Applications of nanoindentation in biology and medicine
Characterization of mechanical properties of biomedical and biological materials is an important part of their development. For many biomaterials, mechanical properties have to be studied very locally or in relatively small areas. Furthermore, the pre-clinical research is very often done on small animal models such as rats or mice. The measurement techniques must therefore be sufficiently local so that even such small samples can be tested. The nanoindentation technique, introduced to biomedicine in the last years, is especially suitable for this type of characterization. This application report shows some applications of nanoindentation for testing of bone, teeth and contact lenses.
In the last several decades, characterization of the mechanical properties of biomaterials and other biomedical or biological materials has become an important phase in their development. Researchers and engineers were interested in knowing the mechanical properties of both biological materials (soft and hard tissues, bones, tendons, cartilage, teeth, etc.) and artificial (man-made) biomaterials (implants, stents, resolvable sutures, scaffolds, etc.).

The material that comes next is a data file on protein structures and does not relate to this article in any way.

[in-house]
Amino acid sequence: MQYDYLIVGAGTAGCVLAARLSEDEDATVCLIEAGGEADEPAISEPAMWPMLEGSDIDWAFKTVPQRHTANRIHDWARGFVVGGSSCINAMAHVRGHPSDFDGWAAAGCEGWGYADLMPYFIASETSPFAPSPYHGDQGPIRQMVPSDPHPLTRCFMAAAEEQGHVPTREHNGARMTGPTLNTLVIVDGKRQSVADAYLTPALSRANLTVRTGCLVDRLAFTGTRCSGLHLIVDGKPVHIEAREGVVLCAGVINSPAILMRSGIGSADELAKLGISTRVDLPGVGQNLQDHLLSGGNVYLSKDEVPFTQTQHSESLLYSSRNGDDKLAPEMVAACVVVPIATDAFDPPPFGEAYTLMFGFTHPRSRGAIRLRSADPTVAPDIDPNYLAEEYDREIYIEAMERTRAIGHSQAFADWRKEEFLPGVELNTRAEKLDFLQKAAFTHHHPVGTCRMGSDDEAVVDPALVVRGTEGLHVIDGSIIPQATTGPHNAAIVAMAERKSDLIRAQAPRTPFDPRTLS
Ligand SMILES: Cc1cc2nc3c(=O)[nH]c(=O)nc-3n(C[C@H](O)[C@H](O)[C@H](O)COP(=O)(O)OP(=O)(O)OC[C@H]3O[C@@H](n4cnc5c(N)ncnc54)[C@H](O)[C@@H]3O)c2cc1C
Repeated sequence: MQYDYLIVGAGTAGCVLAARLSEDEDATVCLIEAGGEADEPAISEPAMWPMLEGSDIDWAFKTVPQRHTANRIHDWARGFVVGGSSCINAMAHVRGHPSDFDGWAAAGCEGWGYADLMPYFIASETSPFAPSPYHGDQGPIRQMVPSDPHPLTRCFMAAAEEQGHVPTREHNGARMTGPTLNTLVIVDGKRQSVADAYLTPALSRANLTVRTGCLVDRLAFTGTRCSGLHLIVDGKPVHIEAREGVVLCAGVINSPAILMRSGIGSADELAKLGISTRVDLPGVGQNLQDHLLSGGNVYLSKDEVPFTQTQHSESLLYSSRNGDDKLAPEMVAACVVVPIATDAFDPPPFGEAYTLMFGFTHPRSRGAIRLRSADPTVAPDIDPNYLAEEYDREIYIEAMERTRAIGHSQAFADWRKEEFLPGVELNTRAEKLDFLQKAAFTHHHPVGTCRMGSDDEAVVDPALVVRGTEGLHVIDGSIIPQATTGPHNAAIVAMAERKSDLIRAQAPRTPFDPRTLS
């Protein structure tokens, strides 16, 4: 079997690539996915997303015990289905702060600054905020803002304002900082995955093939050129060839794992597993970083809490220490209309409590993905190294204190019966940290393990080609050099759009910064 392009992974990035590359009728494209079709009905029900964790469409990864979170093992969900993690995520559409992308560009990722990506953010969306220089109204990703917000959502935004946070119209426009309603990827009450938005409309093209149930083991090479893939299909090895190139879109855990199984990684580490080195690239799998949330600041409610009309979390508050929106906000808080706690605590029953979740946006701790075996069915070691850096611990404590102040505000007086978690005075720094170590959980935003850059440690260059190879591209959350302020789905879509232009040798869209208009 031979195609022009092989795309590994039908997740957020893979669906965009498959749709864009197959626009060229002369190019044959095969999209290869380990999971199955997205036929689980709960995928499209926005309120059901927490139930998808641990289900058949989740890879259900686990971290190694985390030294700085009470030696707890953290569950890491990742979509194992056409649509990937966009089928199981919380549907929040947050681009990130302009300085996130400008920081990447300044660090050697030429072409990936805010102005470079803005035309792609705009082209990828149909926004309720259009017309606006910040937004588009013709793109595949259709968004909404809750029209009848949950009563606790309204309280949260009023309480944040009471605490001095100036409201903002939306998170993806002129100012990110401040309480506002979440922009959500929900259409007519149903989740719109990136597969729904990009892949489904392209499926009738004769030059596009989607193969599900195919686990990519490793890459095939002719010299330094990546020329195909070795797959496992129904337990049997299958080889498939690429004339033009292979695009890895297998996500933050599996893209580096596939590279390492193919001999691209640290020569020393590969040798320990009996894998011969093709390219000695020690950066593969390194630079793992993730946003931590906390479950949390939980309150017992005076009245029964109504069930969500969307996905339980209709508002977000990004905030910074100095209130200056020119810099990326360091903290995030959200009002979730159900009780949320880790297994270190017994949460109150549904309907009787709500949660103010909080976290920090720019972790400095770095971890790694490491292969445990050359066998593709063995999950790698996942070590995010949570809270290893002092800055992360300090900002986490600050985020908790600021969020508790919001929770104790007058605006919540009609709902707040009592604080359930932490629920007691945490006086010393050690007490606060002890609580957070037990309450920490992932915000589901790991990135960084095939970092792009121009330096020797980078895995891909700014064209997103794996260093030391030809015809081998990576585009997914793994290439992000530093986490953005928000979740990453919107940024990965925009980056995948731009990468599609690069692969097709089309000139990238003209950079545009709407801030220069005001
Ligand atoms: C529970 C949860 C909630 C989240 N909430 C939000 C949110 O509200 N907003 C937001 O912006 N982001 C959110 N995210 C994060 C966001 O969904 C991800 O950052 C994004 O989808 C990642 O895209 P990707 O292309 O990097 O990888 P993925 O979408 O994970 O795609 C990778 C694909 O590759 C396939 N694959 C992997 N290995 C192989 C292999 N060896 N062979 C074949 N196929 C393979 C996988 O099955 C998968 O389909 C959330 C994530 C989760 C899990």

Knowing the mechanical properties of biological materials such as tissues and organs is necessary for development of new materials and tissues in the human body as well as for assessment of the effects
of different medical treatments.
In many of these applications, the mechanical properties have to be studied very locally, within relatively small regions. Furthermore, the pre-clinical research is very often done on small animal models such as rats or mice. The measurement techniques must therefore be sufficiently local so that even such small samples can be easily tested.
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